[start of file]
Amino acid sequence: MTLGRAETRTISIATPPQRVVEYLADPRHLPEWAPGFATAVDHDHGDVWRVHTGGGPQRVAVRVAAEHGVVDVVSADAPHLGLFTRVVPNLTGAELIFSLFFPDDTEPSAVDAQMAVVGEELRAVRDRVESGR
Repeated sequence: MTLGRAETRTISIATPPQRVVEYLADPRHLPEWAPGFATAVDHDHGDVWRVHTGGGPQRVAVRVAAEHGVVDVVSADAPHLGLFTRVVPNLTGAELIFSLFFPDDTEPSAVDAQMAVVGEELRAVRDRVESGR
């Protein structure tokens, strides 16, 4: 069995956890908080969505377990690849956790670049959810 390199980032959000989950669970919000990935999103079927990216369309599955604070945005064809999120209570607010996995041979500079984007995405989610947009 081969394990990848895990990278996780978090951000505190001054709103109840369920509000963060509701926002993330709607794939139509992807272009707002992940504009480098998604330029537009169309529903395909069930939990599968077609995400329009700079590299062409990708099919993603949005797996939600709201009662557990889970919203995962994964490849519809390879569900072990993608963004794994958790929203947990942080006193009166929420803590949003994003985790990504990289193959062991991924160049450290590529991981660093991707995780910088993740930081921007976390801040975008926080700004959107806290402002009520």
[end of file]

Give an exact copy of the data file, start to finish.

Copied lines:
Amino acid sequence: MTLGRAETRTISIATPPQRVVEYLADPRHLPEWAPGFATAVDHDHGDVWRVHTGGGPQRVAVRVAAEHGVVDVVSADAPHLGLFTRVVPNLTGAELIFSLFFPDDTEPSAVDAQMAVVGEELRAVRDRVESGR
Repeated sequence: MTLGRAETRTISIATPPQRVVEYLADPRHLPEWAPGFATAVDHDHGDVWRVHTGGGPQRVAVRVAAEHGVVDVVSADAPHLGLFTRVVPNLTGAELIFSLFFPDDTEPSAVDAQMAVVGEELRAVRDRVESGR
């Protein structure tokens, strides 16, 4: 069995956890908080969505377990690849956790670049959810 390199980032959000989950669970919000990935999103079927990216369309599955604070945005064809999120209570607010996995041979500079984007995405989610947009 081969394990990848895990990278996780978090951000505190001054709103109840369920509000963060509701926002993330709607794939139509992807272009707002992940504009480098998604330029537009169309529903395909069930939990599968077609995400329009700079590299062409990708099919993603949005797996939600709201009662557990889970919203995962994964490849519809390879569900072990993608963004794994958790929203947990942080006193009166929420803590949003994003985790990504990289193959062991991924160049450290590529991981660093991707995780910088993740930081921007976390801040975008926080700004959107806290402002009520």